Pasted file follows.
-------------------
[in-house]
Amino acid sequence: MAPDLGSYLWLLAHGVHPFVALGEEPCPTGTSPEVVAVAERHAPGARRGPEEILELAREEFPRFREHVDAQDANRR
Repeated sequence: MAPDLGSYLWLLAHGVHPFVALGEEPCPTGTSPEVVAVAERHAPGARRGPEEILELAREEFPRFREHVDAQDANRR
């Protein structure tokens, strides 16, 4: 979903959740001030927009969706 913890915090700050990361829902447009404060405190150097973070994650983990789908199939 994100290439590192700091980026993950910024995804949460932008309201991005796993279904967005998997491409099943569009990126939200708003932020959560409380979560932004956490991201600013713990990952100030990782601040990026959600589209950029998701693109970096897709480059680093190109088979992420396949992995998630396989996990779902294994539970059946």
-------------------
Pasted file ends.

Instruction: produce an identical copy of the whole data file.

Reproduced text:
[in-house]
Amino acid sequence: MAPDLGSYLWLLAHGVHPFVALGEEPCPTGTSPEVVAVAERHAPGARRGPEEILELAREEFPRFREHVDAQDANRR
Repeated sequence: MAPDLGSYLWLLAHGVHPFVALGEEPCPTGTSPEVVAVAERHAPGARRGPEEILELAREEFPRFREHVDAQDANRR
């Protein structure tokens, strides 16, 4: 979903959740001030927009969706 913890915090700050990361829902447009404060405190150097973070994650983990789908199939 994100290439590192700091980026993950910024995804949460932008309201991005796993279904967005998997491409099943569009990126939200708003932020959560409380979560932004956490991201600013713990990952100030990782601040990026959600589209950029998701693109970096897709480059680093190109088979992420396949992995998630396989996990779902294994539970059946």